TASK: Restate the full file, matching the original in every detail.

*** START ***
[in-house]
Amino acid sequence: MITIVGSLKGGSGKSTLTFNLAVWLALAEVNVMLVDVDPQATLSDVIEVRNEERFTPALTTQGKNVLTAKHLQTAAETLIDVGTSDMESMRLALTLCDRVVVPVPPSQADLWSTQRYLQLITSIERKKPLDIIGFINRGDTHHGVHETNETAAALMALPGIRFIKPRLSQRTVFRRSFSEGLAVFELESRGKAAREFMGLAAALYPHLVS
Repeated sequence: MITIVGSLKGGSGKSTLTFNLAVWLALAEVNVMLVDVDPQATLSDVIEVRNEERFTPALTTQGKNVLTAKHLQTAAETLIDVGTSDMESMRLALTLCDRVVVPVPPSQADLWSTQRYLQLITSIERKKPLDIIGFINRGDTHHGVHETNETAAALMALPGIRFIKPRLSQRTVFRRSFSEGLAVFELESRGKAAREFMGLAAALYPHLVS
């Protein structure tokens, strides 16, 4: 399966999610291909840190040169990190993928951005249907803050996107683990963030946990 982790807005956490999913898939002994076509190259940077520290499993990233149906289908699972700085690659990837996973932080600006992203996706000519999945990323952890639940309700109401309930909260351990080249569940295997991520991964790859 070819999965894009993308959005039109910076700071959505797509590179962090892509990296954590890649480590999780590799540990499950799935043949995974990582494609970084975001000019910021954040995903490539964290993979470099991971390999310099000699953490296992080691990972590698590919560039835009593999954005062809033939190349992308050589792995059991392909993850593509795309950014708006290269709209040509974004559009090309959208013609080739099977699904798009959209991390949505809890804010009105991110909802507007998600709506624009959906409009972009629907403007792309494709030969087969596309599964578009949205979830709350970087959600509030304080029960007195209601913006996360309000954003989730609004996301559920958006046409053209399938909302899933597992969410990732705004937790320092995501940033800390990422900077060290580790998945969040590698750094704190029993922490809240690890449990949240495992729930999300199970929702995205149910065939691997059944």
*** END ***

[in-house]
Amino acid sequence: MITIVGSLKGGSGKSTLTFNLAVWLALAEVNVMLVDVDPQATLSDVIEVRNEERFTPALTTQGKNVLTAKHLQTAAETLIDVGTSDMESMRLALTLCDRVVVPVPPSQADLWSTQRYLQLITSIERKKPLDIIGFINRGDTHHGVHETNETAAALMALPGIRFIKPRLSQRTVFRRSFSEGLAVFELESRGKAAREFMGLAAALYPHLVS
Repeated sequence: MITIVGSLKGGSGKSTLTFNLAVWLALAEVNVMLVDVDPQATLSDVIEVRNEERFTPALTTQGKNVLTAKHLQTAAETLIDVGTSDMESMRLALTLCDRVVVPVPPSQADLWSTQRYLQLITSIERKKPLDIIGFINRGDTHHGVHETNETAAALMALPGIRFIKPRLSQRTVFRRSFSEGLAVFELESRGKAAREFMGLAAALYPHLVS
């Protein structure tokens, strides 16, 4: 399966999610291909840190040169990190993928951005249907803050996107683990963030946990 982790807005956490999913898939002994076509190259940077520290499993990233149906289908699972700085690659990837996973932080600006992203996706000519999945990323952890639940309700109401309930909260351990080249569940295997991520991964790859 070819999965894009993308959005039109910076700071959505797509590179962090892509990296954590890649480590999780590799540990499950799935043949995974990582494609970084975001000019910021954040995903490539964290993979470099991971390999310099000699953490296992080691990972590698590919560039835009593999954005062809033939190349992308050589792995059991392909993850593509795309950014708006290269709209040509974004559009090309959208013609080739099977699904798009959209991390949505809890804010009105991110909802507007998600709506624009959906409009972009629907403007792309494709030969087969596309599964578009949205979830709350970087959600509030304080029960007195209601913006996360309000954003989730609004996301559920958006046409053209399938909302899933597992969410990732705004937790320092995501940033800390990422900077060290580790998945969040590698750094704190029993922490809240690890449990949240495992729930999300199970929702995205149910065939691997059944």